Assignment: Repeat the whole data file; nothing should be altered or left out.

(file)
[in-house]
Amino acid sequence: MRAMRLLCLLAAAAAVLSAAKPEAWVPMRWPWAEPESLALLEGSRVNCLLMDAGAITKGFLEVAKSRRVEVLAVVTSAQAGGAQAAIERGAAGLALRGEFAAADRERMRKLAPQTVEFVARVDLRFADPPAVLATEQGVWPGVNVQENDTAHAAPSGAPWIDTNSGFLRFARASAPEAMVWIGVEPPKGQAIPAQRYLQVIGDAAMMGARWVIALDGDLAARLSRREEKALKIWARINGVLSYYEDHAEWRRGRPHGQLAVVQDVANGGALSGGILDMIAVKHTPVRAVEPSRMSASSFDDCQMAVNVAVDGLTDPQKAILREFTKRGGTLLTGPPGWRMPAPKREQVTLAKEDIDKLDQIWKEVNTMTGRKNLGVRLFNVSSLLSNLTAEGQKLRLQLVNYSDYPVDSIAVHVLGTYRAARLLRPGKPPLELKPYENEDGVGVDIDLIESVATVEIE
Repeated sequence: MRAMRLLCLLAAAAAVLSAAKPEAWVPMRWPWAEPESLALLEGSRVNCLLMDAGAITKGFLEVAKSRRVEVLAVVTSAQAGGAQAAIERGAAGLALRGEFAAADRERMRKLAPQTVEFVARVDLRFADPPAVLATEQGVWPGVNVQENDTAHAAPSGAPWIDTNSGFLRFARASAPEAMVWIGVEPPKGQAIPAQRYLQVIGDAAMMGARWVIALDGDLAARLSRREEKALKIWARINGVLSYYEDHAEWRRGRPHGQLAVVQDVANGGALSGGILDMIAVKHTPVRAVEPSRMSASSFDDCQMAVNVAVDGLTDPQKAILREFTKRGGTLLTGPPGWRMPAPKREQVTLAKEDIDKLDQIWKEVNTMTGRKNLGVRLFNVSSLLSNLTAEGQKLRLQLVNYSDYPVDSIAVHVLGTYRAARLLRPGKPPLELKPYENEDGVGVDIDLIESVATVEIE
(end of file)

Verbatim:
[in-house]
Amino acid sequence: MRAMRLLCLLAAAAAVLSAAKPEAWVPMRWPWAEPESLALLEGSRVNCLLMDAGAITKGFLEVAKSRRVEVLAVVTSAQAGGAQAAIERGAAGLALRGEFAAADRERMRKLAPQTVEFVARVDLRFADPPAVLATEQGVWPGVNVQENDTAHAAPSGAPWIDTNSGFLRFARASAPEAMVWIGVEPPKGQAIPAQRYLQVIGDAAMMGARWVIALDGDLAARLSRREEKALKIWARINGVLSYYEDHAEWRRGRPHGQLAVVQDVANGGALSGGILDMIAVKHTPVRAVEPSRMSASSFDDCQMAVNVAVDGLTDPQKAILREFTKRGGTLLTGPPGWRMPAPKREQVTLAKEDIDKLDQIWKEVNTMTGRKNLGVRLFNVSSLLSNLTAEGQKLRLQLVNYSDYPVDSIAVHVLGTYRAARLLRPGKPPLELKPYENEDGVGVDIDLIESVATVEIE
Repeated sequence: MRAMRLLCLLAAAAAVLSAAKPEAWVPMRWPWAEPESLALLEGSRVNCLLMDAGAITKGFLEVAKSRRVEVLAVVTSAQAGGAQAAIERGAAGLALRGEFAAADRERMRKLAPQTVEFVARVDLRFADPPAVLATEQGVWPGVNVQENDTAHAAPSGAPWIDTNSGFLRFARASAPEAMVWIGVEPPKGQAIPAQRYLQVIGDAAMMGARWVIALDGDLAARLSRREEKALKIWARINGVLSYYEDHAEWRRGRPHGQLAVVQDVANGGALSGGILDMIAVKHTPVRAVEPSRMSASSFDDCQMAVNVAVDGLTDPQKAILREFTKRGGTLLTGPPGWRMPAPKREQVTLAKEDIDKLDQIWKEVNTMTGRKNLGVRLFNVSSLLSNLTAEGQKLRLQLVNYSDYPVDSIAVHVLGTYRAARLLRPGKPPLELKPYENEDGVGVDIDLIESVATVEIE